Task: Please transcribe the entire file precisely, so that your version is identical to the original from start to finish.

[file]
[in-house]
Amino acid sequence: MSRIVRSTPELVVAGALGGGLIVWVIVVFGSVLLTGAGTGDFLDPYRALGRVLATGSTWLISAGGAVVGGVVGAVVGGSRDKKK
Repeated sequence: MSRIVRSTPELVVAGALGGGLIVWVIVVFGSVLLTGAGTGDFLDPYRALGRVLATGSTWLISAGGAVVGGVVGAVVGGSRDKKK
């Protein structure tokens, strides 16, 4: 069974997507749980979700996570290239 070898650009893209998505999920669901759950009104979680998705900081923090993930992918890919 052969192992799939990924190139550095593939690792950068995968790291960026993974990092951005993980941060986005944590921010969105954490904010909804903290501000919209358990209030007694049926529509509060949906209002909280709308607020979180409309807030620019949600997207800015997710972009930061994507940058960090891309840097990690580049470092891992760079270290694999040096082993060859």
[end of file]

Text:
[in-house]
Amino acid sequence: MSRIVRSTPELVVAGALGGGLIVWVIVVFGSVLLTGAGTGDFLDPYRALGRVLATGSTWLISAGGAVVGGVVGAVVGGSRDKKK
Repeated sequence: MSRIVRSTPELVVAGALGGGLIVWVIVVFGSVLLTGAGTGDFLDPYRALGRVLATGSTWLISAGGAVVGGVVGAVVGGSRDKKK
């Protein structure tokens, strides 16, 4: 069974997507749980979700996570290239 070898650009893209998505999920669901759950009104979680998705900081923090993930992918890919 052969192992799939990924190139550095593939690792950068995968790291960026993974990092951005993980941060986005944590921010969105954490904010909804903290501000919209358990209030007694049926529509509060949906209002909280709308607020979180409309807030620019949600997207800015997710972009930061994507940058960090891309840097990690580049470092891992760079270290694999040096082993060859």